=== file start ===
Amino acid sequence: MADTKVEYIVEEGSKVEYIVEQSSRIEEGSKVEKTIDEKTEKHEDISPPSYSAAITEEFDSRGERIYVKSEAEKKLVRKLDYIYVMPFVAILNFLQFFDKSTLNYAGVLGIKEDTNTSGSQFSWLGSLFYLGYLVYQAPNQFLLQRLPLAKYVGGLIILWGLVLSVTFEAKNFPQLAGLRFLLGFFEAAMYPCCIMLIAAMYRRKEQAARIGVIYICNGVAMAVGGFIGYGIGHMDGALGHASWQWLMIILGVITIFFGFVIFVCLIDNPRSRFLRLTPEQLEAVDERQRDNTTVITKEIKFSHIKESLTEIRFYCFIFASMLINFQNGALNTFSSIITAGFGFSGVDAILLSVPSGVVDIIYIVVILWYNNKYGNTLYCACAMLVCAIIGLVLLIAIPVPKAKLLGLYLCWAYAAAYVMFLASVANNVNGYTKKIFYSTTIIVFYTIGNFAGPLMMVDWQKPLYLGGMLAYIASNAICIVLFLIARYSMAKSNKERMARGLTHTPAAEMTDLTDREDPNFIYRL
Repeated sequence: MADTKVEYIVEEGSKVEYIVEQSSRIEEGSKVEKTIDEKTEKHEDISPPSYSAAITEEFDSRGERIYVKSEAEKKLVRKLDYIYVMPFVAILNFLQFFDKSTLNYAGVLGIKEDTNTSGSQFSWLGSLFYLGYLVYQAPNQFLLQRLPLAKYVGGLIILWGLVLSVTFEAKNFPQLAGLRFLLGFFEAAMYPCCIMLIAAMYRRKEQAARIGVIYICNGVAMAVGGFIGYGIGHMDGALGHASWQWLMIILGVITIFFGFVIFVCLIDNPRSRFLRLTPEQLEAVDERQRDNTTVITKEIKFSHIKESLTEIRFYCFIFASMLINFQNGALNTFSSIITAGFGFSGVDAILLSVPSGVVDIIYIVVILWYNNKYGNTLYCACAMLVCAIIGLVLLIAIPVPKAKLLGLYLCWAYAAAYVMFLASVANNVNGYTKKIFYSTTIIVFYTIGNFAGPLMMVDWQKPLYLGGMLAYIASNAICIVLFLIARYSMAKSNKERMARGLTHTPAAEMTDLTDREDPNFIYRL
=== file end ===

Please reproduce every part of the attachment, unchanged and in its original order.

Amino acid sequence: MADTKVEYIVEEGSKVEYIVEQSSRIEEGSKVEKTIDEKTEKHEDISPPSYSAAITEEFDSRGERIYVKSEAEKKLVRKLDYIYVMPFVAILNFLQFFDKSTLNYAGVLGIKEDTNTSGSQFSWLGSLFYLGYLVYQAPNQFLLQRLPLAKYVGGLIILWGLVLSVTFEAKNFPQLAGLRFLLGFFEAAMYPCCIMLIAAMYRRKEQAARIGVIYICNGVAMAVGGFIGYGIGHMDGALGHASWQWLMIILGVITIFFGFVIFVCLIDNPRSRFLRLTPEQLEAVDERQRDNTTVITKEIKFSHIKESLTEIRFYCFIFASMLINFQNGALNTFSSIITAGFGFSGVDAILLSVPSGVVDIIYIVVILWYNNKYGNTLYCACAMLVCAIIGLVLLIAIPVPKAKLLGLYLCWAYAAAYVMFLASVANNVNGYTKKIFYSTTIIVFYTIGNFAGPLMMVDWQKPLYLGGMLAYIASNAICIVLFLIARYSMAKSNKERMARGLTHTPAAEMTDLTDREDPNFIYRL
Repeated sequence: MADTKVEYIVEEGSKVEYIVEQSSRIEEGSKVEKTIDEKTEKHEDISPPSYSAAITEEFDSRGERIYVKSEAEKKLVRKLDYIYVMPFVAILNFLQFFDKSTLNYAGVLGIKEDTNTSGSQFSWLGSLFYLGYLVYQAPNQFLLQRLPLAKYVGGLIILWGLVLSVTFEAKNFPQLAGLRFLLGFFEAAMYPCCIMLIAAMYRRKEQAARIGVIYICNGVAMAVGGFIGYGIGHMDGALGHASWQWLMIILGVITIFFGFVIFVCLIDNPRSRFLRLTPEQLEAVDERQRDNTTVITKEIKFSHIKESLTEIRFYCFIFASMLINFQNGALNTFSSIITAGFGFSGVDAILLSVPSGVVDIIYIVVILWYNNKYGNTLYCACAMLVCAIIGLVLLIAIPVPKAKLLGLYLCWAYAAAYVMFLASVANNVNGYTKKIFYSTTIIVFYTIGNFAGPLMMVDWQKPLYLGGMLAYIASNAICIVLFLIARYSMAKSNKERMARGLTHTPAAEMTDLTDREDPNFIYRL